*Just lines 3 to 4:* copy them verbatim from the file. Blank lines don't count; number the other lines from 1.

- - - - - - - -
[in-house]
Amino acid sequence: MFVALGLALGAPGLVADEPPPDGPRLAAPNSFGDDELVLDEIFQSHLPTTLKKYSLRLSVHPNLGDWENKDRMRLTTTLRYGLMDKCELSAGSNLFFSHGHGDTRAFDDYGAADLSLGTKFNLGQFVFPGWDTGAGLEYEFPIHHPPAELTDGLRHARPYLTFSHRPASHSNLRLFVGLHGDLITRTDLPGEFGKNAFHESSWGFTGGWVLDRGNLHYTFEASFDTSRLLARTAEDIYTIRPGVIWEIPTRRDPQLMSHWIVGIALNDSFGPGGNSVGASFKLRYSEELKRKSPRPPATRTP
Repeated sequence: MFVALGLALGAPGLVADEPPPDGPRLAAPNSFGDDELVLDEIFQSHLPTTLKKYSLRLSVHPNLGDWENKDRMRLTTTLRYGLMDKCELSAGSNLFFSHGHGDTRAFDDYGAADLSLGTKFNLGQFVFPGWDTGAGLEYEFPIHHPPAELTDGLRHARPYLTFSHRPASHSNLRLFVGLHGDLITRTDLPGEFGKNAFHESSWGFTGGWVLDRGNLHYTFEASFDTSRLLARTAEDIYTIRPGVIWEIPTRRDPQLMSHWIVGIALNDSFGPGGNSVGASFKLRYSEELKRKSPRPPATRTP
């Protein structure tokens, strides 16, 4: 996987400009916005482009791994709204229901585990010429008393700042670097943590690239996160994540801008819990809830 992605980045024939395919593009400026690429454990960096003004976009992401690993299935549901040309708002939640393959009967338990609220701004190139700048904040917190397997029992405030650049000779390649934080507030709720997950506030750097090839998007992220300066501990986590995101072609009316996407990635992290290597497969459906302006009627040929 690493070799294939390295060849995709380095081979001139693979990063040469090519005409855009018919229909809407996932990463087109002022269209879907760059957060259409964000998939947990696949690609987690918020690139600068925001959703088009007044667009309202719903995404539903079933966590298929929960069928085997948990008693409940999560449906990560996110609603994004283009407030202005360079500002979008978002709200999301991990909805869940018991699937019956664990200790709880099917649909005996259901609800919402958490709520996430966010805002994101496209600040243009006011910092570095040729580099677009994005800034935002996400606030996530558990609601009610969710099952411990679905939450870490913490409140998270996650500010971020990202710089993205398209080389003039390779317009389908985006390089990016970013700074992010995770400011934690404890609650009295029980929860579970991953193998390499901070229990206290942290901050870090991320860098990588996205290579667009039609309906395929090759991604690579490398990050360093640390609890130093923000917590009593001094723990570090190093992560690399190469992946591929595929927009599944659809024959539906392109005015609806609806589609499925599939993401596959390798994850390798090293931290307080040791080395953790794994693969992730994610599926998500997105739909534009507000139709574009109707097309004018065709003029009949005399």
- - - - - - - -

Repeated sequence: MFVALGLALGAPGLVADEPPPDGPRLAAPNSFGDDELVLDEIFQSHLPTTLKKYSLRLSVHPNLGDWENKDRMRLTTTLRYGLMDKCELSAGSNLFFSHGHGDTRAFDDYGAADLSLGTKFNLGQFVFPGWDTGAGLEYEFPIHHPPAELTDGLRHARPYLTFSHRPASHSNLRLFVGLHGDLITRTDLPGEFGKNAFHESSWGFTGGWVLDRGNLHYTFEASFDTSRLLARTAEDIYTIRPGVIWEIPTRRDPQLMSHWIVGIALNDSFGPGGNSVGASFKLRYSEELKRKSPRPPATRTP
């Protein structure tokens, strides 16, 4: 996987400009916005482009791994709204229901585990010429008393700042670097943590690239996160994540801008819990809830 992605980045024939395919593009400026690429454990960096003004976009992401690993299935549901040309708002939640393959009967338990609220701004190139700048904040917190397997029992405030650049000779390649934080507030709720997950506030750097090839998007992220300066501990986590995101072609009316996407990635992290290597497969459906302006009627040929 690493070799294939390295060849995709380095081979001139693979990063040469090519005409855009018919229909809407996932990463087109002022269209879907760059957060259409964000998939947990696949690609987690918020690139600068925001959703088009007044667009309202719903995404539903079933966590298929929960069928085997948990008693409940999560449906990560996110609603994004283009407030202005360079500002979008978002709200999301991990909805869940018991699937019956664990200790709880099917649909005996259901609800919402958490709520996430966010805002994101496209600040243009006011910092570095040729580099677009994005800034935002996400606030996530558990609601009610969710099952411990679905939450870490913490409140998270996650500010971020990202710089993205398209080389003039390779317009389908985006390089990016970013700074992010995770400011934690404890609650009295029980929860579970991953193998390499901070229990206290942290901050870090991320860098990588996205290579667009039609309906395929090759991604690579490398990050360093640390609890130093923000917590009593001094723990570090190093992560690399190469992946591929595929927009599944659809024959539906392109005015609806609806589609499925599939993401596959390798994850390798090293931290307080040791080395953790794994693969992730994610599926998500997105739909534009507000139709574009109707097309004018065709003029009949005399």